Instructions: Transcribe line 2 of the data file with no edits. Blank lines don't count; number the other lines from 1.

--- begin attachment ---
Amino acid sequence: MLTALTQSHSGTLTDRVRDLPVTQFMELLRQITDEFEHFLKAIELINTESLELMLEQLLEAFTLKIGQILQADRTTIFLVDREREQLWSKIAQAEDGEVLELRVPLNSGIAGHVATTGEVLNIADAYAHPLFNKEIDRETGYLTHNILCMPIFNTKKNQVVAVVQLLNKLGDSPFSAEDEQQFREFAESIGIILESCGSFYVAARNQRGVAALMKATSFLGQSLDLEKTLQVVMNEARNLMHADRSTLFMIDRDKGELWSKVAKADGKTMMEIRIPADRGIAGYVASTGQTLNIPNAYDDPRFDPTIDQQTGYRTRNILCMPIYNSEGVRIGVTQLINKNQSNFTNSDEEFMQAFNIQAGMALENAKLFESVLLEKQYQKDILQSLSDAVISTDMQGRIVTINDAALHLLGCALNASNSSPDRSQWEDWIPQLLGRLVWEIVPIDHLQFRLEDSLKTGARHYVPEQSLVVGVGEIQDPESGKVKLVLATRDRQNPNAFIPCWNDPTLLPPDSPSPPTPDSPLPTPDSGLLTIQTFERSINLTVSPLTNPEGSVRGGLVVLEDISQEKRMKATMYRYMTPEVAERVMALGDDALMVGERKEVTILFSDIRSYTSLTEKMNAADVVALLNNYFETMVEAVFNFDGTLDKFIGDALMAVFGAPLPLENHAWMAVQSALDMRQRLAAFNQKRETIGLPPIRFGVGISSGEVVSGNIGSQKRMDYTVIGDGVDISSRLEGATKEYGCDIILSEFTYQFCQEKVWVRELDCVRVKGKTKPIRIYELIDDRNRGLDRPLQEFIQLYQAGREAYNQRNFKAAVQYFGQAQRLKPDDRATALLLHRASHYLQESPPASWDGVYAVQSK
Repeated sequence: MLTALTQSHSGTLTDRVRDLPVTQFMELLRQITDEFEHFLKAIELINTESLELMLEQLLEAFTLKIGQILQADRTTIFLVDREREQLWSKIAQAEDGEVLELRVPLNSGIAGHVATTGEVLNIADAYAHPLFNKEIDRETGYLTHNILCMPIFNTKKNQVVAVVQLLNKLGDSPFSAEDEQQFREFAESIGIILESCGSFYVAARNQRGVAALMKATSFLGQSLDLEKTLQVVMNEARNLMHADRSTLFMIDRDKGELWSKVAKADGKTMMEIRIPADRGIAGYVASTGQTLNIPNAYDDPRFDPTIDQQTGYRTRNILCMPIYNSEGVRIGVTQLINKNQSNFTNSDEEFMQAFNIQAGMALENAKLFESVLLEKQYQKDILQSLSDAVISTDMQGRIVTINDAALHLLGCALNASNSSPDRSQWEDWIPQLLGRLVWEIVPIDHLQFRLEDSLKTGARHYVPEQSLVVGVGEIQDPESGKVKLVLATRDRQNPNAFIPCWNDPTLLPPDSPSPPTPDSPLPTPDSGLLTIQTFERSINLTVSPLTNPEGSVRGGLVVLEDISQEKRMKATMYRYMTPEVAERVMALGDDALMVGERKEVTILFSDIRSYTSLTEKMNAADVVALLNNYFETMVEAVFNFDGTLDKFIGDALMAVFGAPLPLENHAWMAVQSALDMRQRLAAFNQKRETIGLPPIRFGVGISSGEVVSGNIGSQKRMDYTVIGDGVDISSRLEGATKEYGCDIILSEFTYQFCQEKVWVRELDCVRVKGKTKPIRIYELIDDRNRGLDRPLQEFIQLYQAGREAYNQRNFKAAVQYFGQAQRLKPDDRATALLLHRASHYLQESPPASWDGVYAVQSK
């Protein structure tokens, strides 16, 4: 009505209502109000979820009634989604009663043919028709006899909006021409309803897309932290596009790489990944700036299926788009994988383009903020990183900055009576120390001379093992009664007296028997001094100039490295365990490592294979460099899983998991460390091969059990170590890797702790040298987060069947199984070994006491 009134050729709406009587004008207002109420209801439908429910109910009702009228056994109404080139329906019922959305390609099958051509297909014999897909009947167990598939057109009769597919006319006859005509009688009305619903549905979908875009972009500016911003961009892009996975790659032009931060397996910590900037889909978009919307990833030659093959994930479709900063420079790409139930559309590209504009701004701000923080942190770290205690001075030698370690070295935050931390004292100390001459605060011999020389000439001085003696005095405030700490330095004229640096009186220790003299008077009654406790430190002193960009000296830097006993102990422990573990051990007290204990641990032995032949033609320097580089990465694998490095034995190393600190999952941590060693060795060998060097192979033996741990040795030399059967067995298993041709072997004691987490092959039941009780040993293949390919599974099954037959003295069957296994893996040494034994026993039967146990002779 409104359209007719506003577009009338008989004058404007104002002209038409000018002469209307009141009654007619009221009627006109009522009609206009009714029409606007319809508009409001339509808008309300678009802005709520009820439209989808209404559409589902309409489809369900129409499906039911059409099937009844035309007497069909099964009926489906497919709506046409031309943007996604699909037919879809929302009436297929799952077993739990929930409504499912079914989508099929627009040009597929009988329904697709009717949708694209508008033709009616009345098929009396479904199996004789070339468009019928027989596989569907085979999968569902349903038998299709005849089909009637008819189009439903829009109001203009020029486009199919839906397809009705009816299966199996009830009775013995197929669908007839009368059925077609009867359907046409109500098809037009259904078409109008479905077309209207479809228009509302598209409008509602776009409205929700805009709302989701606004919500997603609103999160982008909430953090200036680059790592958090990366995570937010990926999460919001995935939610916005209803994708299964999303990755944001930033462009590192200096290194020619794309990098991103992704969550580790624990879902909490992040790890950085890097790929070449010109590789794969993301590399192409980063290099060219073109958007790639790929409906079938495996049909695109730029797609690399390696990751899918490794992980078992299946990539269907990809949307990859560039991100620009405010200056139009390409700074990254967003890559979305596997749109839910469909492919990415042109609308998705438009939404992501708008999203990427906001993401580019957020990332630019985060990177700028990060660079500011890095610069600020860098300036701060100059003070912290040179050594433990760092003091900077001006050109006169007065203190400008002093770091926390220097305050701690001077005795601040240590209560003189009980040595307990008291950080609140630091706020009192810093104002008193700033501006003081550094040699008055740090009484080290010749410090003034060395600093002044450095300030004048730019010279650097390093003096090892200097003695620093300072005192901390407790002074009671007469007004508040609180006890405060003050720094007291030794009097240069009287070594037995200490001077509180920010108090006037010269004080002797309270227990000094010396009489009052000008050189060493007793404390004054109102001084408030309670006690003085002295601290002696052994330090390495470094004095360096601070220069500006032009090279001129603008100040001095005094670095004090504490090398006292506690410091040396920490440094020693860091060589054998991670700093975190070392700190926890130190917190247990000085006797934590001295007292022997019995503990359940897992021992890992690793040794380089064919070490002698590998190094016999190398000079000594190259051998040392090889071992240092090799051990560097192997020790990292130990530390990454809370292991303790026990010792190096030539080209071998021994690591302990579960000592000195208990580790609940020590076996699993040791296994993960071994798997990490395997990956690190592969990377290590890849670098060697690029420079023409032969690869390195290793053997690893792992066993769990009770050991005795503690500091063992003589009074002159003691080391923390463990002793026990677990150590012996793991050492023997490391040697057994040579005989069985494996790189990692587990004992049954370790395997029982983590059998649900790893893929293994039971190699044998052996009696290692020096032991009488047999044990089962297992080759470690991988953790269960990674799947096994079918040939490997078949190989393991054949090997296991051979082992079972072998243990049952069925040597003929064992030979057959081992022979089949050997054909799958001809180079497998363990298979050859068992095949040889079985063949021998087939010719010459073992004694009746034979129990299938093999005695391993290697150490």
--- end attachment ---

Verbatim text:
Repeated sequence: MLTALTQSHSGTLTDRVRDLPVTQFMELLRQITDEFEHFLKAIELINTESLELMLEQLLEAFTLKIGQILQADRTTIFLVDREREQLWSKIAQAEDGEVLELRVPLNSGIAGHVATTGEVLNIADAYAHPLFNKEIDRETGYLTHNILCMPIFNTKKNQVVAVVQLLNKLGDSPFSAEDEQQFREFAESIGIILESCGSFYVAARNQRGVAALMKATSFLGQSLDLEKTLQVVMNEARNLMHADRSTLFMIDRDKGELWSKVAKADGKTMMEIRIPADRGIAGYVASTGQTLNIPNAYDDPRFDPTIDQQTGYRTRNILCMPIYNSEGVRIGVTQLINKNQSNFTNSDEEFMQAFNIQAGMALENAKLFESVLLEKQYQKDILQSLSDAVISTDMQGRIVTINDAALHLLGCALNASNSSPDRSQWEDWIPQLLGRLVWEIVPIDHLQFRLEDSLKTGARHYVPEQSLVVGVGEIQDPESGKVKLVLATRDRQNPNAFIPCWNDPTLLPPDSPSPPTPDSPLPTPDSGLLTIQTFERSINLTVSPLTNPEGSVRGGLVVLEDISQEKRMKATMYRYMTPEVAERVMALGDDALMVGERKEVTILFSDIRSYTSLTEKMNAADVVALLNNYFETMVEAVFNFDGTLDKFIGDALMAVFGAPLPLENHAWMAVQSALDMRQRLAAFNQKRETIGLPPIRFGVGISSGEVVSGNIGSQKRMDYTVIGDGVDISSRLEGATKEYGCDIILSEFTYQFCQEKVWVRELDCVRVKGKTKPIRIYELIDDRNRGLDRPLQEFIQLYQAGREAYNQRNFKAAVQYFGQAQRLKPDDRATALLLHRASHYLQESPPASWDGVYAVQSK